A US federal jury has ordered two media companies to pay $US1.2 million ($NZ1.46m) to a freelance photojournalist for their unauthorised use of photographs he posted to Twitter.
The jury found Agence France-Presse and Getty Images wilfully violated the Copyright Act when they used photos Daniel Morel took in his native Haiti after the 2010 earthquake that killed more than 250,000 people, Mr Morel's lawyer, Joseph Baio, said.
The ABC reports that the case is one of the first to address how images that individuals make available to the public through social media can be used by third parties for commercial purposes.
"We believe that this is the first time these defendants, or any other major digital licensor of photography, have been found liable for wilful violations of the Copyright Act," Mr Baio said in an email.
Lawyers for AFP and Getty did not immediately respond to requests for comment.
US District Judge Alison Nathan, who presided over the trial, ruled in January the two companies were liable for infringement.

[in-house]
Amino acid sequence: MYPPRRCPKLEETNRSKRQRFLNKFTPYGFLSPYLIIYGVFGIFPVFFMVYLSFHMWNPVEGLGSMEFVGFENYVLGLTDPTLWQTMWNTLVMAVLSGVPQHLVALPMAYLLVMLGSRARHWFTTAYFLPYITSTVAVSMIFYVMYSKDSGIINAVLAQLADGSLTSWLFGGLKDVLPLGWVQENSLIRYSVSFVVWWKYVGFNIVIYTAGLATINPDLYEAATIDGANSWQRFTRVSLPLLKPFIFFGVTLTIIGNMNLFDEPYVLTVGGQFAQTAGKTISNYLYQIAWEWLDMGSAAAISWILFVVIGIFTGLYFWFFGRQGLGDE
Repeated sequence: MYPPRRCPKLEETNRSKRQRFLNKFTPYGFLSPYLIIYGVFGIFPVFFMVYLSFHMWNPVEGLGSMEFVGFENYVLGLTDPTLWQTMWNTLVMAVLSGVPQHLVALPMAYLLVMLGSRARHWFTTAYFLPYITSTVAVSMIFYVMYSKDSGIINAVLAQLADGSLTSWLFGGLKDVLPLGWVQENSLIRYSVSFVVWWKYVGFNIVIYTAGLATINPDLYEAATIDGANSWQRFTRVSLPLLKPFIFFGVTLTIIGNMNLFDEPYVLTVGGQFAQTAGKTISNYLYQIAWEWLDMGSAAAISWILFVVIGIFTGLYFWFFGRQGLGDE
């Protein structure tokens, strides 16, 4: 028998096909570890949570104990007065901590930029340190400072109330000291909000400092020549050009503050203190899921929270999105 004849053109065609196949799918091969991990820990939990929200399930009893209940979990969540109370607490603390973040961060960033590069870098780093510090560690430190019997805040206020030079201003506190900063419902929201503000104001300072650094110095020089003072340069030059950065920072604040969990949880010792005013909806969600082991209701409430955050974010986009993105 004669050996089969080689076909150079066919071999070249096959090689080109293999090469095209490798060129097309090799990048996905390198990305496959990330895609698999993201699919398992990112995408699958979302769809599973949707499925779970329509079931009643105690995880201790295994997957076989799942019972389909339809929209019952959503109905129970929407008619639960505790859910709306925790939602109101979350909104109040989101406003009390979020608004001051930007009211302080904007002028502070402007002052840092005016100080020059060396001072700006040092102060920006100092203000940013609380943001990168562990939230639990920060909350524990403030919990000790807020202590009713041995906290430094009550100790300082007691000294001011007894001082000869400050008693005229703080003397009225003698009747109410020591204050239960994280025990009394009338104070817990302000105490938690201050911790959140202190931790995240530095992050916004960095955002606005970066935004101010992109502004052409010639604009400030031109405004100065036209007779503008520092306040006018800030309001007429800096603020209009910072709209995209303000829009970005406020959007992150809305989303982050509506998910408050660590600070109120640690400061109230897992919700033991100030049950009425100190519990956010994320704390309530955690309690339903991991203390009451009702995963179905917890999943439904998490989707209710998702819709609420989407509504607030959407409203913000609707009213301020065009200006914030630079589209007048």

An editor at AFP discovered Mr Morel's photos through another Twitter user's account and provided them to Getty.
The infringement was blamed on an 'innocent mistake'
The photos were then widely disseminated to Getty's clients, including several television networks and the Washington Post.
The trial was held solely to determine the amount of damages for Mr Morel, based on whether the jury found AFP and Getty wilfully infringed on his copyrights.
The $US1.2 million was the maximum statutory penalty available under the Copyright Act, Mr Baio said. AFP had asked for the award to be set at $US120,000.
Several news outlets that published Mr Morel's images previously settled with the photographer for undisclosed amounts, including the Washington Post, CBS, ABC and CNN.
During the trial Marcia Paul, a lawyer for Getty, said Mr Morel was asking the jury "to make him the best paid news photographer on the planet".
AFP filed the lawsuit in 2010 against Mr Morel, seeking a declaration it had not infringed on his copyrights after Mr Morel accused it of improper use.
Mr Morel then filed his own counterclaims.
AFP had initially argued that Twitter's terms of service permitted the use of the photos.
But Judge Nathan found in January that the company's policies allowed posting and "retweeting" of images but did not grant the right to use them commercially.